Sunday April 21, 2024

Different reforms

By Mian Salimuddin
October 31, 2018

In keeping with its election promises, the PTI government has constituted a number of task forces to bring about the much-needed changes to improve the functioning of the government.

However, in its eagerness and enthusiasm to bring about rapid changes, it appears to have erred in the composition and guidelines to the task forces about the expected outcomes of their efforts. Take for example, the 17-member task force on institutional reforms.

Dr Ishrat Husain, the task force leader held his first meeting with the Punjab bureaucracy in Lahore in the first week of October 2018. He reportedly ask the provincial government secretaries to identify departments which could be disbanded, reshaped or merged into others and asked for proposals on how to ‘right size’ the government.

A provincial civil service delegation also met Dr Ishrat and wanted to be a part of the task force “to redress their long standing issues”. Dr Ishrat was also informed that civil services of other provinces have also constituted a body seeking representation in the task force.

If the past is any guide, any effort to introduce civil service reforms brings up the perennial and sometimes acrimonious disputes between the provincial civil servants and Pakistan Administrative Services (PAS), previously the DMG group.

There is a lurking fear among neutral observers that this issue is a ploy to thwart any meaningful reforms being introduced in the civil services. PAS and provincial civil services may have their issues but these should have been settled through normal administrative channels, rather than being kept lingering to be raised every time civil service reforms are initiated.

All previous civil service reforms have fallen victim to this seemly long outstanding problem. As a consequence, the reform packages in the past have been a compromise between the views of the ostensibly warring factions. Any meaningful reforms are stalled and this has been going on for decades.

Whether provincial or federal, the majority of senior bureaucrats have been accomplices in an era of loot and plunder. Others have been silent and helpless witnesses to the orgy of pillage. They may have even suffered at the hands of ‘go getters’ after being sidelined.

Having been rewarded by the corrupt system and flourishing in it, many bureaucrats will be loathe to any ideas on developing objectives for their departments to improve their operations. All issues about responsibility and accountability for their departments’ outcomes will be vehemently opposed. Even if agreed, the repercussions for poor outcomes will be kept as vague and translucent as possible. Under these circumstances, asking these bureaucrats for suggestions and proposals for the improvement of their departments is counter-productive. And this is exactly what the task force on institutional reforms has done in its meeting with Punjab government secretaries.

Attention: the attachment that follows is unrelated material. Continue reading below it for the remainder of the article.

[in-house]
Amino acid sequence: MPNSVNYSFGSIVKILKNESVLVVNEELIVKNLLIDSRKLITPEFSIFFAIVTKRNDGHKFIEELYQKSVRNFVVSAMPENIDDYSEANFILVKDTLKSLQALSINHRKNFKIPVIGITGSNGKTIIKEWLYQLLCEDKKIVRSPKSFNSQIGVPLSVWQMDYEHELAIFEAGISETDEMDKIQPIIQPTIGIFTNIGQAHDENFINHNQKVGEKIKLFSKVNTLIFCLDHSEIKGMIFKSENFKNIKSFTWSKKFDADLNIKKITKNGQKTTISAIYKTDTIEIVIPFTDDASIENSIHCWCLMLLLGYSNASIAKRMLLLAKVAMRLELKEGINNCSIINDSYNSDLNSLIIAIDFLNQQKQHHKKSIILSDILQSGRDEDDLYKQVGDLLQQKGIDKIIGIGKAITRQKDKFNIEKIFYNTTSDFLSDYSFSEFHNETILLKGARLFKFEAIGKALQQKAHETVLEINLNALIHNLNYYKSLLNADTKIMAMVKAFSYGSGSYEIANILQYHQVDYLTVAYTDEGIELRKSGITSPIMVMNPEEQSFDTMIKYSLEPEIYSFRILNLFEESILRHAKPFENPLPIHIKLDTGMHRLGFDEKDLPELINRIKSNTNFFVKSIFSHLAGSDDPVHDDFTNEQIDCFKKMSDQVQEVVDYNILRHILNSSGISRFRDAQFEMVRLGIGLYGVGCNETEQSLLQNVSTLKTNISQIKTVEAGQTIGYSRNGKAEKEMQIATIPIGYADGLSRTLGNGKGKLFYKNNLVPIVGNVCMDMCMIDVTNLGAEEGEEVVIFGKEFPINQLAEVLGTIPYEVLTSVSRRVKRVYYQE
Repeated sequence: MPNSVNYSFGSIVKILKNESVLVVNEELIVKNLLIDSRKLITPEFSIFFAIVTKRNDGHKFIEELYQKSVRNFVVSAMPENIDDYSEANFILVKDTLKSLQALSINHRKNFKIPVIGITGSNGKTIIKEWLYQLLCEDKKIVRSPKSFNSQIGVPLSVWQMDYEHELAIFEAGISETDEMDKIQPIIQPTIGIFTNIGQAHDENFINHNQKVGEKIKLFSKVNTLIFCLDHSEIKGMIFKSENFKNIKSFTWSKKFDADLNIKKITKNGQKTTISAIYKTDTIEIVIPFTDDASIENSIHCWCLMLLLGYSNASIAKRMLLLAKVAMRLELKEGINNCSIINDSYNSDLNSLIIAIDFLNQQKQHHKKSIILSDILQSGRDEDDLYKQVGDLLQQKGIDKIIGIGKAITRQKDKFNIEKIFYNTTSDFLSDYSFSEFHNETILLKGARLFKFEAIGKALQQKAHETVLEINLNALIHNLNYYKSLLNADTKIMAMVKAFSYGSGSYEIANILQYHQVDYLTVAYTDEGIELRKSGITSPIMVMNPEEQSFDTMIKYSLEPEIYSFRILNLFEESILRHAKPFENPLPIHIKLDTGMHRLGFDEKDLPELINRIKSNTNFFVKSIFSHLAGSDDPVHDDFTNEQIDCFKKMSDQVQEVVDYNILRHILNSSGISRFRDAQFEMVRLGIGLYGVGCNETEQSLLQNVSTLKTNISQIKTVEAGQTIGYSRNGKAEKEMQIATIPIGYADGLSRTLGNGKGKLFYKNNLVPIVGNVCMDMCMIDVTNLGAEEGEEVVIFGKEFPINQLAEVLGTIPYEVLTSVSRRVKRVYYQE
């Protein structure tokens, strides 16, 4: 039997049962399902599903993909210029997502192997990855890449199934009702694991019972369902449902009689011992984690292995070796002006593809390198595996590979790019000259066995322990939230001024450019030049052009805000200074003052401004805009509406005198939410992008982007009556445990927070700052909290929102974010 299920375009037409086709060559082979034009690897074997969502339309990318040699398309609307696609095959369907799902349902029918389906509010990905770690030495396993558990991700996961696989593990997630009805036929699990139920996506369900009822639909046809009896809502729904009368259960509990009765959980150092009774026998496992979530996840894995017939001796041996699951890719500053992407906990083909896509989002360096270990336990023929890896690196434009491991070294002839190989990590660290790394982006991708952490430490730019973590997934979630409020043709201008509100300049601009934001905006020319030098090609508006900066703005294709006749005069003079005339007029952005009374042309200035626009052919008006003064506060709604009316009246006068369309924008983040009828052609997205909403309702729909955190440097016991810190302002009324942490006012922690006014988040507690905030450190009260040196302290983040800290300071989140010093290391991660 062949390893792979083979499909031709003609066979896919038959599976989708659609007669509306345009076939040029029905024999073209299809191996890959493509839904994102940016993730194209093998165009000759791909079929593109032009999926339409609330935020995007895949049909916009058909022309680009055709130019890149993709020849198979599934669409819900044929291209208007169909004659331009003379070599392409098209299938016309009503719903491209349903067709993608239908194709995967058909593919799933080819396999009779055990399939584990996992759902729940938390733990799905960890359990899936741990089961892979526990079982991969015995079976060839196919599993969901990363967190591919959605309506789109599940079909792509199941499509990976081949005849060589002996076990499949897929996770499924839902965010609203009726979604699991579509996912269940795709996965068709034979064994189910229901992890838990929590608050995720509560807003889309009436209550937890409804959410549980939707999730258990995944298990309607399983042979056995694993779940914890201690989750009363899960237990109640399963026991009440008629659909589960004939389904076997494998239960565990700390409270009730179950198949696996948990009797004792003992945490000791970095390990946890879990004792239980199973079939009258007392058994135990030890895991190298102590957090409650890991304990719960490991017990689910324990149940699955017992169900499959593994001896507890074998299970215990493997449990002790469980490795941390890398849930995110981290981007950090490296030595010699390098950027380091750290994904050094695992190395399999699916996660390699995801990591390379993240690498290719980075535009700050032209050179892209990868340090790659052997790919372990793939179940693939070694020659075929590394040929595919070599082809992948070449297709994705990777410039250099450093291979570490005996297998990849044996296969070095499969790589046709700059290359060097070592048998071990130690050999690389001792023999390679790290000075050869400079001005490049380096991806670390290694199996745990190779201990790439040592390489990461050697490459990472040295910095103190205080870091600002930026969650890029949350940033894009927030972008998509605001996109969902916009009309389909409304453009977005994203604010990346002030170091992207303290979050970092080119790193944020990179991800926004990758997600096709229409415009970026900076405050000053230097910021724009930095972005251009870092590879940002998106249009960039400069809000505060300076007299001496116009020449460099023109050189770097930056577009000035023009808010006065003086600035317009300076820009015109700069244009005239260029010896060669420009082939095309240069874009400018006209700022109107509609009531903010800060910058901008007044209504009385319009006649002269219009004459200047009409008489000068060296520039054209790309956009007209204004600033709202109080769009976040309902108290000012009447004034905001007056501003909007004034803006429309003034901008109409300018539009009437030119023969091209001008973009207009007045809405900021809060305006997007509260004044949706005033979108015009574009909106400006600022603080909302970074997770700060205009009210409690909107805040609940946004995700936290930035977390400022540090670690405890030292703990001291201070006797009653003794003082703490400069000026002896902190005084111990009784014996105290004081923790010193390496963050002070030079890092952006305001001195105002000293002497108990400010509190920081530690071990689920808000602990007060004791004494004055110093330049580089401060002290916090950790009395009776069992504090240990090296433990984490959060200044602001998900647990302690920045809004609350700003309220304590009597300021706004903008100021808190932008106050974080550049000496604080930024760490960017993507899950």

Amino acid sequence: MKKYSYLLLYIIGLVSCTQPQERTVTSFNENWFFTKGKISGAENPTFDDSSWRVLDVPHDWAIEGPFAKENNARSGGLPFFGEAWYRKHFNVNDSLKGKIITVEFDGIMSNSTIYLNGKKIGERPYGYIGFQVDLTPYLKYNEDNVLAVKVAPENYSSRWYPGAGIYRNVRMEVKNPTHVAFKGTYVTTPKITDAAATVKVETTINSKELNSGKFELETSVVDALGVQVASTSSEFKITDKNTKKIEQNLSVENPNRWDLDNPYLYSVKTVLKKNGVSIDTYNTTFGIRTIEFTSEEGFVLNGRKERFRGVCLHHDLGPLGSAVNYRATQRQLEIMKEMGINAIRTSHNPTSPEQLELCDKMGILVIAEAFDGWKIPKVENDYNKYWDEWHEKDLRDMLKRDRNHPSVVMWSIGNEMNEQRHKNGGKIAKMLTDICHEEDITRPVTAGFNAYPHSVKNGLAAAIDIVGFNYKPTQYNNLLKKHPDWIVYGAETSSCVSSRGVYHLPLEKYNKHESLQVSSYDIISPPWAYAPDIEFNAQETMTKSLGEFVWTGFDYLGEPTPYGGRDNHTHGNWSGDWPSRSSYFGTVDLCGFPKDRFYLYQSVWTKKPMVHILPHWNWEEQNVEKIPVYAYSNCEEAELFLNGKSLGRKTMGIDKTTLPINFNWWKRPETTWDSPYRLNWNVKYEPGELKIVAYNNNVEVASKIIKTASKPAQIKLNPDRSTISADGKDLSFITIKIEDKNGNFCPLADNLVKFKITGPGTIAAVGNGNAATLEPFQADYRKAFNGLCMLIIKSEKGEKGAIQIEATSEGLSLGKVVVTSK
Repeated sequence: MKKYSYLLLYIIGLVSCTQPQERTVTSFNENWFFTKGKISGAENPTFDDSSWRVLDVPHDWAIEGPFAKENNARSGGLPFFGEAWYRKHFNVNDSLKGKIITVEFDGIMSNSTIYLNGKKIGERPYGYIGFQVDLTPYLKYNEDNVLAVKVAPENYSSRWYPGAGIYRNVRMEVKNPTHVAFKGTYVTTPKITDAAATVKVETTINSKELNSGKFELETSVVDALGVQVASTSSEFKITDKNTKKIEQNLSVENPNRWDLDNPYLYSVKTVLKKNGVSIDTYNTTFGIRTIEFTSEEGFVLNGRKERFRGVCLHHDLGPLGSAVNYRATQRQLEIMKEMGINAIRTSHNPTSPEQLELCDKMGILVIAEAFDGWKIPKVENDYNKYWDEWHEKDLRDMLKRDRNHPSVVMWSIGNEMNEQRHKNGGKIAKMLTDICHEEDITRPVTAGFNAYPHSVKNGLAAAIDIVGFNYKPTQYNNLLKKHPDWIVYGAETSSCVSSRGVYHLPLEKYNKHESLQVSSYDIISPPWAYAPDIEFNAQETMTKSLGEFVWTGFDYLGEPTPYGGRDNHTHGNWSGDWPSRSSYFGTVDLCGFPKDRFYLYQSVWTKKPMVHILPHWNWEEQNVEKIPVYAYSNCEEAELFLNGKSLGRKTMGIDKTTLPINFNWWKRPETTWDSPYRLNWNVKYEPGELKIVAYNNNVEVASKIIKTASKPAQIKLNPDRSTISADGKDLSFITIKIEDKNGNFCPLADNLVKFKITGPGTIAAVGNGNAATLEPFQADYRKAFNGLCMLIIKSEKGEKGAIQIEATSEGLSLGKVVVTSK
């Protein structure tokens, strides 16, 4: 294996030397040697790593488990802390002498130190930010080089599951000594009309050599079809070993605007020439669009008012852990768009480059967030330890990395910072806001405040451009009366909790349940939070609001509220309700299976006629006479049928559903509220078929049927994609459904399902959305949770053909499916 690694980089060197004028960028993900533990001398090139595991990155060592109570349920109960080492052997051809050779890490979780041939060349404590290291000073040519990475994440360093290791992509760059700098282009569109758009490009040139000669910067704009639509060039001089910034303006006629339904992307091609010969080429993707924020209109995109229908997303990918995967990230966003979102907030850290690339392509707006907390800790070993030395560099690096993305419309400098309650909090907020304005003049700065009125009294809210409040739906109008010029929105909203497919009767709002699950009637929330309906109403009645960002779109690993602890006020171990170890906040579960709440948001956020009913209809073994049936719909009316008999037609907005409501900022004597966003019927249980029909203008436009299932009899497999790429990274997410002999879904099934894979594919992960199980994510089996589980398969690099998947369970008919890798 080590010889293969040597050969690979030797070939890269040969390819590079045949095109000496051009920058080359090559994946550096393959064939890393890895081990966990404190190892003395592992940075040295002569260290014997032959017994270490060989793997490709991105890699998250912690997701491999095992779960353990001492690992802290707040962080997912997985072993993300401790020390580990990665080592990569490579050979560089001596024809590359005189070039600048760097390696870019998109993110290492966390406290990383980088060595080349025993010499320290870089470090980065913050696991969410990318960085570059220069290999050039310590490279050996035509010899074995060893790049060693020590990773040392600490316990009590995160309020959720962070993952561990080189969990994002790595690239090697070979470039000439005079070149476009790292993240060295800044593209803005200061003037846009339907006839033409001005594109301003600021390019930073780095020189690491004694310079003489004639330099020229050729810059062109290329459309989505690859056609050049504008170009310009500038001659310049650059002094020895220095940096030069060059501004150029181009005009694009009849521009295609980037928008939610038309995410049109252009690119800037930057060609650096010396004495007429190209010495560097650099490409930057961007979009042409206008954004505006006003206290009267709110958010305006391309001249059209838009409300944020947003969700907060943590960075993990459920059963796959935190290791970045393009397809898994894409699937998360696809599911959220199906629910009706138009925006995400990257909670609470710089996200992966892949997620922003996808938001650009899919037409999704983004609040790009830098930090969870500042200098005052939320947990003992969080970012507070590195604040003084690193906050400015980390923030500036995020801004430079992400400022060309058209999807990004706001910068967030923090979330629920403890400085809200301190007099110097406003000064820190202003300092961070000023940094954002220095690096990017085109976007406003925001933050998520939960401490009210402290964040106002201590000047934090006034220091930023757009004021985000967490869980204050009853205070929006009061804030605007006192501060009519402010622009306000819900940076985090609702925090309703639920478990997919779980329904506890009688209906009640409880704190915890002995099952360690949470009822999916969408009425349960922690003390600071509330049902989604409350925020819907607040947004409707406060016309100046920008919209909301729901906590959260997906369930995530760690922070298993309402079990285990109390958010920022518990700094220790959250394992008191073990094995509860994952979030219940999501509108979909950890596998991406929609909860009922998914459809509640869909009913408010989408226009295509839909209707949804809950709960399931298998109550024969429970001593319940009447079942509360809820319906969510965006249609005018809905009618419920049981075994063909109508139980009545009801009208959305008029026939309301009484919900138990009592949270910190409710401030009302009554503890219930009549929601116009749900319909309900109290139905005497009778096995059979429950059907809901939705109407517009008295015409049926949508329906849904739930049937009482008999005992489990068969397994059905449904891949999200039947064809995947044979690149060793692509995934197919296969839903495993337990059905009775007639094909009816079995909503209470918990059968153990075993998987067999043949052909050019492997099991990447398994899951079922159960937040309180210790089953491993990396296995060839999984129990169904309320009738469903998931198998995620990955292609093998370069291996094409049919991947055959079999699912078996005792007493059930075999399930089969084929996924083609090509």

There is an alternate and better method to overcome these drawbacks. First, the size of the task force should be reduced to single digit. You do not create a large bureaucracy to fight another large bureaucracy. This lean task force should then select departments and undertake their reviews. The mandate of the department should be brought out, tasks undertaken to fulfil its mandate should be spelt out and the money consumed in the process should be detailed.

These reviews will also help identify the “silent and helpless witnesses” mentioned earlier. After thorough reviews, the task force will receive documentary response to its earlier questions. These review documents should be enough to initiate improvement efforts. This has been the pattern followed wherever civil service reforms have been undertaken.

Ambitious government-wide reforms are certainly not the answer. The PTI experimented a lot in Khyber Pakhtunkhwa in the fields of education, health care, local bodies and the police with varying degrees of success. Let lessons from these experiments now be carried forward to Punjab and on maturity replicate them in Sindh and Balochistan.

Government departments have their own history, traditions and work culture which cannot be changed by a decree. Trying to improve everything at once has not worked in the past and is not likely to work in the future. Initially, we can only attempt to improve the existing work processes, not change them.

Based on the outcomes of the reviews, each department can then be asked to prepare its objectives, and the means and resources needed to achieve them on an annual basis. A timeframe would have to be specified for the entire government machinery to complete this part of the reforms. For the reforms to proceed to the next stage and become sustainable, two absolutely vital conditions have to be fulfilled: political will to provide unflinching support to the reforms and legislation to make them a permanent feature of governance.

Strong political will can overcome any obstacles in the path of reforms, make them sustainable and an attribute of governance. Success in even the initial part of the reforms would give confidence to the bureaucracy. Cultural changes and attitudes held by civil servants will then follow suit.